On the evening of their 44th wedding anniversary, Randy and Jane Wallis were on their way to dinner at Blackwall Hitch in Rehoboth Beach.
Jane asked Randy to go inside to let the restaurant know they had arrived while she parked the car.
Minutes later as she parked the car, the restaurant called, asking if the couple were still planning to come. Jane said her husband should be in the restaurant to reserve their table.
But Randy was nowhere in sight.
“I began to panic,” Jane said. No one had seen him, and he was not in the restaurant. Frightened, Jane quickly scoured the Boardwalk. With the aid of Zach Diogo, general manager of Blackwall Hitch, and other restaurant staff, a search party for Randy Wallis began.
Frantic, Jane showed pictures of Randy to people passing by. Soon, Jane said, “there must have been at least 12 people helping me look for him.”
“We were searching for what felt like hours,” Jane said, “but in reality, it was only about 30 minutes. I was on the verge of calling the police when two women walked toward me, one on each side of Randy. ‘Where have you been?’ Randy asked, ‘I’ve been looking all over for you.’” The two women found Randy wandering on the Boardwalk.
“I wasn’t crying,” Jane said, “I just had tears running down my face.”
Relieved, she told Diogo, “I guess I don’t have reservations anymore,” but, to her amazement, he promptly allowed them to dine at the restaurant for their anniversary. “It was very nice of him,” Jane said. “I can’t thank them enough for everything.”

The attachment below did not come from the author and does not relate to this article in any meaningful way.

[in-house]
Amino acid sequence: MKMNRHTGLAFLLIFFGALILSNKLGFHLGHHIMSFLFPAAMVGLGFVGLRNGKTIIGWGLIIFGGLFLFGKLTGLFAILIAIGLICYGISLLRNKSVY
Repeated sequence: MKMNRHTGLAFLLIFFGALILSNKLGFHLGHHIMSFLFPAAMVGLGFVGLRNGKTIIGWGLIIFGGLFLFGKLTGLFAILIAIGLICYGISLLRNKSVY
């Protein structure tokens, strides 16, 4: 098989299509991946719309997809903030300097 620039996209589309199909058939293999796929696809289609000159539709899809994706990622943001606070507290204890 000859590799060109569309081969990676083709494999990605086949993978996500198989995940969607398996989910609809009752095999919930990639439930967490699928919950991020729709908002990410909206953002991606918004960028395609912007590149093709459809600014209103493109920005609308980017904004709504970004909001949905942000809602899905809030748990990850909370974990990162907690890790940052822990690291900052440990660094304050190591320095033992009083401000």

Jane and Randy Wallis moved to Rehoboth Beach from Pennsylvania four years ago. Jane is a retired nurse; Randy, after suffering from early-onset dementia eight years ago, was forced to sell the campground he owned, Ferryboat Campsites, on the Susquehanna River near the historic Millersburg Ferry landing. “There are probably a lot of people walking around us every day who have dementia, and we don’t even know,” Jane said. “I just want to advocate to help the next person this happens to.
“He’s my best friend,” Jane said. “He’s always been with me. But now he’s not the same.”
Randy enjoys music from the ’60s and ‘70s, movies and history. He can sit and listen to music for hours, but he can no longer sit and talk.
“It’s really hard,” Jane said. Randy can no longer drive, and Jane has told him that his car no longer works, an answer he has not protested. “One of these days I’m going to get one of those Mustangs,” he tells her.
Jane and Randy are taking things one day at a time. “The day after the incident, Saturday, was a horrible day for Randy,” Jane said. “He was disoriented all day. But the next day he was fine and listened to music all day.”
Randy attends the Gull House Adult Activity Center in Lewes Monday thru Friday. Jane goes to meetings at the Lewes Public Library for family members affected by early-onset dementia.
“Thank God I had a picture of him with me that day,” Jane said, “From now on I’m going to take a picture of him every day, so I’ll have a picture of him in his outfit for the day just in case.”